Neil Boyak - The light in the Cave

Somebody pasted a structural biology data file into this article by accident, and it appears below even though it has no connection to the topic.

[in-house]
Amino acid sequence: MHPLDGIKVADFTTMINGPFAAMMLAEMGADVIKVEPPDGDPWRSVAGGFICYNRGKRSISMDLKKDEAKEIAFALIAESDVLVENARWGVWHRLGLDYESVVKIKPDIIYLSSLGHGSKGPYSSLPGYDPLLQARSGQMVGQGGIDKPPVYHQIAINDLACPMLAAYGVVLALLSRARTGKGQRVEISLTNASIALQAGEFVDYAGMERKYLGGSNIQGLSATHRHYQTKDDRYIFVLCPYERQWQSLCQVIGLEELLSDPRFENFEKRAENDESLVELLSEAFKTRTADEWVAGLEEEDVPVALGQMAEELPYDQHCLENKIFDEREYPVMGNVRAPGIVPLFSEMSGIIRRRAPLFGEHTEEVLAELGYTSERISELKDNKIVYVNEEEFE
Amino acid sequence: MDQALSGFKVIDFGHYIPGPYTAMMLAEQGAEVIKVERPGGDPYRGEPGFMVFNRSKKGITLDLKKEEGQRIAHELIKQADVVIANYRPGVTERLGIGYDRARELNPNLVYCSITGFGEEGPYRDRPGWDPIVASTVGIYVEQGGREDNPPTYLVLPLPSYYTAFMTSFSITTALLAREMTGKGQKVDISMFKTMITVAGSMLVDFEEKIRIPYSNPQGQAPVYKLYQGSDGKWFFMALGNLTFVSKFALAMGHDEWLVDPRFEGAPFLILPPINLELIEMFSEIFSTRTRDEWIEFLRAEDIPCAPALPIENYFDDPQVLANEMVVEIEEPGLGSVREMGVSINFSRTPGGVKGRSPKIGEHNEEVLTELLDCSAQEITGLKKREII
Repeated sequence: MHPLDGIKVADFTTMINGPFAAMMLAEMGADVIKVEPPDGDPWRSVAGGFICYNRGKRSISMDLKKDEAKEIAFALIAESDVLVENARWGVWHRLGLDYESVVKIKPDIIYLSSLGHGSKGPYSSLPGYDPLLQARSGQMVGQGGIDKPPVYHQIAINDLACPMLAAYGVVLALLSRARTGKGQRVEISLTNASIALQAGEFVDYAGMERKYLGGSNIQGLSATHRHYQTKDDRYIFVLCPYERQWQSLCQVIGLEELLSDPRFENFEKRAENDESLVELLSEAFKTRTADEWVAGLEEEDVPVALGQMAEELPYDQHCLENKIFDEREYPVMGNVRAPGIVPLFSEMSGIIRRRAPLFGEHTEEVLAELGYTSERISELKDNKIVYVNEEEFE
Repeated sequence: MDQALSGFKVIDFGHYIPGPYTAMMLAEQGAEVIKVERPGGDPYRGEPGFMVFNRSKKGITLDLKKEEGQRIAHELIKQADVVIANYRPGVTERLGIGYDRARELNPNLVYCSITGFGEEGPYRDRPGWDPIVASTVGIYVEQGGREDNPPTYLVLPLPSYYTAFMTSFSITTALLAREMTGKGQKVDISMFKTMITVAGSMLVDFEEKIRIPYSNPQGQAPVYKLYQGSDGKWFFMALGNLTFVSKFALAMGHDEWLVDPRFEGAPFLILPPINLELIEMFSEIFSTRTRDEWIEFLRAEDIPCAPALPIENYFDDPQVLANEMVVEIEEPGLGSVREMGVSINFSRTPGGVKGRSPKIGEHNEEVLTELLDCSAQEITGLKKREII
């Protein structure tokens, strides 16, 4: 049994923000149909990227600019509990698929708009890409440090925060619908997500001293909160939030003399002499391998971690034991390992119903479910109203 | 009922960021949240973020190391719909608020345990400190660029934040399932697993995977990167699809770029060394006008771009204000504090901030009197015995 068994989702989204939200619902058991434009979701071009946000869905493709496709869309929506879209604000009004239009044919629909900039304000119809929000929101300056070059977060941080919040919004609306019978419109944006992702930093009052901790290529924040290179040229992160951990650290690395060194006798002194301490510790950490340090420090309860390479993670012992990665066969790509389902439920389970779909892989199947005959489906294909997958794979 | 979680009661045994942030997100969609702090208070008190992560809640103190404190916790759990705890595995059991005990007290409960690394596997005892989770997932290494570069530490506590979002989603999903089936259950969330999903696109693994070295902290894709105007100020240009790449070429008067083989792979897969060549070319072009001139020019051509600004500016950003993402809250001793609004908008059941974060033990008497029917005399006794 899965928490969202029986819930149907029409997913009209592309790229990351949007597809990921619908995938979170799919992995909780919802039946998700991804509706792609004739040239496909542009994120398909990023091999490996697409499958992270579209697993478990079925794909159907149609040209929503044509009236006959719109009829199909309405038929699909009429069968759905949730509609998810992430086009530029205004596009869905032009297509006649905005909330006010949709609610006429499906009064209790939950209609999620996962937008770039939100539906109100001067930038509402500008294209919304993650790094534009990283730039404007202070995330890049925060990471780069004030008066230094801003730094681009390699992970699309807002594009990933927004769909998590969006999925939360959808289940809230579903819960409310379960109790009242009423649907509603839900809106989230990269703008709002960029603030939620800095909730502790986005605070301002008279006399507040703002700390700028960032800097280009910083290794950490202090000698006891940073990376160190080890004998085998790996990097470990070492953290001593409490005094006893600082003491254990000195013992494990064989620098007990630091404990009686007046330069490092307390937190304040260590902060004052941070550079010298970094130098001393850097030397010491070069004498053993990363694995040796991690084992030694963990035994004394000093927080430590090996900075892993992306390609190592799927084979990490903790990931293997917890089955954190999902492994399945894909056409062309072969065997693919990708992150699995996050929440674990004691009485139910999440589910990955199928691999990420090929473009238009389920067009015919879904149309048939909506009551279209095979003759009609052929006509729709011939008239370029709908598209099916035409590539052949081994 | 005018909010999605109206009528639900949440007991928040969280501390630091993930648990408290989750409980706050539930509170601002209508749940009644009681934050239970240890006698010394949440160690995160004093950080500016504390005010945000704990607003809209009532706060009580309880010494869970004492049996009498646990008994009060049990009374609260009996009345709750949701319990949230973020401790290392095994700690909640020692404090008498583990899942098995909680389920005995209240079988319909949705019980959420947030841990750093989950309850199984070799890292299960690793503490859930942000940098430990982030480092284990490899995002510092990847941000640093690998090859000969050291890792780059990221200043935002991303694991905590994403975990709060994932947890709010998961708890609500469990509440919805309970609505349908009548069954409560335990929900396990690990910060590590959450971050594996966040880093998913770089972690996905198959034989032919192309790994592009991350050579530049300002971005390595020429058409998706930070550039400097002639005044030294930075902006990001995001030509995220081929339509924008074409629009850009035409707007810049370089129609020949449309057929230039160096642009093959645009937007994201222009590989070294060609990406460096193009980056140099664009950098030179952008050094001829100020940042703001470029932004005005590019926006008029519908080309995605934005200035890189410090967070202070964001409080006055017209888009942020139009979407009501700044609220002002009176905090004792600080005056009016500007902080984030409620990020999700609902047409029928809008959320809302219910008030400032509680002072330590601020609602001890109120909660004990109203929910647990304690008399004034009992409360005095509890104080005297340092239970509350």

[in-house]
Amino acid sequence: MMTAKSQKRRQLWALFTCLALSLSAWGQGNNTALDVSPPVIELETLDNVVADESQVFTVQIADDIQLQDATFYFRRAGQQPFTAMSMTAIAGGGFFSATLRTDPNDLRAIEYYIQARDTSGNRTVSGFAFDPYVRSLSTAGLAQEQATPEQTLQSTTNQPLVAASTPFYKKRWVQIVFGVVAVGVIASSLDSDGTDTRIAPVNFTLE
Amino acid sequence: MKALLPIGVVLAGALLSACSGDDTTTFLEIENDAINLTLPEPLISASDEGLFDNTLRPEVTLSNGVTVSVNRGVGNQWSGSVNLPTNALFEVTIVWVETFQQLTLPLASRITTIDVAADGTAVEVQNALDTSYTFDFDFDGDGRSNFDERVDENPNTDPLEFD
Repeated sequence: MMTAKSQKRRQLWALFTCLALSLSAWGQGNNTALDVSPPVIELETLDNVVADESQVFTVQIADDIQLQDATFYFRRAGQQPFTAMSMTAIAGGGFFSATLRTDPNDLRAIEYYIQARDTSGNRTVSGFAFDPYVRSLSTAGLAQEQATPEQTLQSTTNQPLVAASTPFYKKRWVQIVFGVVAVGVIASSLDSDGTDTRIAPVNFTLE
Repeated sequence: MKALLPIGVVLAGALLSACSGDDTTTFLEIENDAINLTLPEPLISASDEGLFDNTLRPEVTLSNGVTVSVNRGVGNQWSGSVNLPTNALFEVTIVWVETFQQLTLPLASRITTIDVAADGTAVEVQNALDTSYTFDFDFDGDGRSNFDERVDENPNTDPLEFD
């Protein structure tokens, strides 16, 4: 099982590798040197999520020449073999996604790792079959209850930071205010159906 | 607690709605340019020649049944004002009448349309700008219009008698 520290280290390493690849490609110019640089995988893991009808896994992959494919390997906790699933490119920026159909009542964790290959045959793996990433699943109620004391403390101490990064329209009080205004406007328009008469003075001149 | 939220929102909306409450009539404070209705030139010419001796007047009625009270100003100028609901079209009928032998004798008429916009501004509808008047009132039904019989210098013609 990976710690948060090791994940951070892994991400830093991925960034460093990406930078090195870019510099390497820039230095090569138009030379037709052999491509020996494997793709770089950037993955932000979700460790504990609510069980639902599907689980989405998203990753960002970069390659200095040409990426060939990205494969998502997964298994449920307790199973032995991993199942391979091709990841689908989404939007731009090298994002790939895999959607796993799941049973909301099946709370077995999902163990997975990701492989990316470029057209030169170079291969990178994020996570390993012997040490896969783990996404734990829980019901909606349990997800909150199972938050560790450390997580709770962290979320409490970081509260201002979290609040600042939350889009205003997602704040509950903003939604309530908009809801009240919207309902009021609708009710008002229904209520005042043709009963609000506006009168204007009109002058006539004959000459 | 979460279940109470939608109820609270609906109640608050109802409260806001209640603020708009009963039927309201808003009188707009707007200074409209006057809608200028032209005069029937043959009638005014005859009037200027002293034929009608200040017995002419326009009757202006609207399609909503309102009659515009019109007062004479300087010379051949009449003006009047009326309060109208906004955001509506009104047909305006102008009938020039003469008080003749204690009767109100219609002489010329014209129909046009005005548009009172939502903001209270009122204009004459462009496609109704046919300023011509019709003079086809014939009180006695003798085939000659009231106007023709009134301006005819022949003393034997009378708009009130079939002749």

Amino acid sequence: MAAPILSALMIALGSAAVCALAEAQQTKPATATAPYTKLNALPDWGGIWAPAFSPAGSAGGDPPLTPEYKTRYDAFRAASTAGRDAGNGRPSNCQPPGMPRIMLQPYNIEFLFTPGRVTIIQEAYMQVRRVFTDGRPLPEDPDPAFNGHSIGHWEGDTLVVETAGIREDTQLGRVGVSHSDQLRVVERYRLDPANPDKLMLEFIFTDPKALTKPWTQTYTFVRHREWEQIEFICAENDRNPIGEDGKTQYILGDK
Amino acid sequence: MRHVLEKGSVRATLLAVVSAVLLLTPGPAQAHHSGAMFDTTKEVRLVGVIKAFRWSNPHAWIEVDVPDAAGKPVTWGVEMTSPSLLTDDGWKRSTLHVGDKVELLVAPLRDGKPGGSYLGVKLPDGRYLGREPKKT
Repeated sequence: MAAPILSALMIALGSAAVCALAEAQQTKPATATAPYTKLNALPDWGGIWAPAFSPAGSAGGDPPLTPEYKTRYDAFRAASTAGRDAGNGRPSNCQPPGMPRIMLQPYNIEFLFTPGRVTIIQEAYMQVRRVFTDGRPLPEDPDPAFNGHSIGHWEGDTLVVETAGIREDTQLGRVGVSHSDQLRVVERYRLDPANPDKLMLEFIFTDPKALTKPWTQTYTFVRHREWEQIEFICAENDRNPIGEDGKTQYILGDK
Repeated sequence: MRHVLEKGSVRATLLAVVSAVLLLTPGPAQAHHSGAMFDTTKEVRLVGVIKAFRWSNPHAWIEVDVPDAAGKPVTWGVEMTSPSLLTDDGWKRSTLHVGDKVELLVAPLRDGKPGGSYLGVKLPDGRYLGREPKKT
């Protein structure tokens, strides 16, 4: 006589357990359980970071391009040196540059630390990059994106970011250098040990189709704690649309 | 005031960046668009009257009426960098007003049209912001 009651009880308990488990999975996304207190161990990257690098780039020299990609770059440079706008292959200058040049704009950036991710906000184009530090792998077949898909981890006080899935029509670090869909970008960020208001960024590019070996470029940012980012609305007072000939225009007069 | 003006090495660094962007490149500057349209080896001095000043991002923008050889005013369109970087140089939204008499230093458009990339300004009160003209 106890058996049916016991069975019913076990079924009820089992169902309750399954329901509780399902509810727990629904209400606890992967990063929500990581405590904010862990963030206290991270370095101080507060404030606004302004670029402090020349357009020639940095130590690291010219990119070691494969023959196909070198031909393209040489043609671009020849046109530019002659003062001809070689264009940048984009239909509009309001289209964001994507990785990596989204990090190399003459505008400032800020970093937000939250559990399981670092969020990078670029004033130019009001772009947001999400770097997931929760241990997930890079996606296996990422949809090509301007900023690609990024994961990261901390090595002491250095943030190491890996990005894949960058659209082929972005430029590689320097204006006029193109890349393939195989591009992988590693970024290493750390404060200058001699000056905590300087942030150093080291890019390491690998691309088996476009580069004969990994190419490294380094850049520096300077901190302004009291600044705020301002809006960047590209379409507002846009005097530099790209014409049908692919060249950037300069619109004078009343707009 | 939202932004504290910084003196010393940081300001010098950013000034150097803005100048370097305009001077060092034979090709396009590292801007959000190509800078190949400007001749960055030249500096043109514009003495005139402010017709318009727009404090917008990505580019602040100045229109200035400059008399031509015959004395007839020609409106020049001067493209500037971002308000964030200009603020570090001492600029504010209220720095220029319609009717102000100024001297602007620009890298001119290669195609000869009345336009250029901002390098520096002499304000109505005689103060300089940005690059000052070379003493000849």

Pregnancy gifted piousness, and she was sick, of the earth; social-dry-retching; the people, their fabricated emotions sewn into diversions obscuring truth; a gathering on the balcony above; heels, popping balloons, selfies, spilt wine, laughter and cigarette butts falling through the decking; here she vowed a non-violent world for her child, herself; no racism, fighting, no guns, no vulgar displays of materialist individualism, no anger. The path became and she left her apartment at 5am; a time capsule of her cocaine, her hosiery, her reading glasses, her winter boyfriend (Justin); left for the forest her father helped replant and regenerate with a mix of European pines and traditional box-ironbark, wattle, where she knew of an abandoned mineshaft in a hollow mountain filled with broken glass, rags, bones, a sterling silver necklace buried in the sandy floor. She was shocked by her own reflection in the mould-blotched shaving mirror she found on a rock shelf there. She smashed it; she was consciously deskilling herself achieving a dream state attending ancient night. In bare feet under the light of a three quarter moon, she left the sandy floor of the hole, for the scraggy forest where, she placed her hands on the child in her growing stomach and made a noise that quietened the screeching owl, the slice of the Bush Stone Curlew; and again, during the day, in the sun, she ventured out on a carpet of a million shadows of gum tree crown in her bare feet, and her torn dress, and she drank from the creek, and she answered the crow’s call, enduring silences, as one waited for the other to call again. Casting away memories and structure and light, she was alone; her being, her heart; although she could not expel the self-deception apparatus; in the fireplace she sparked with a broken piece of magnifying glass, there was hope.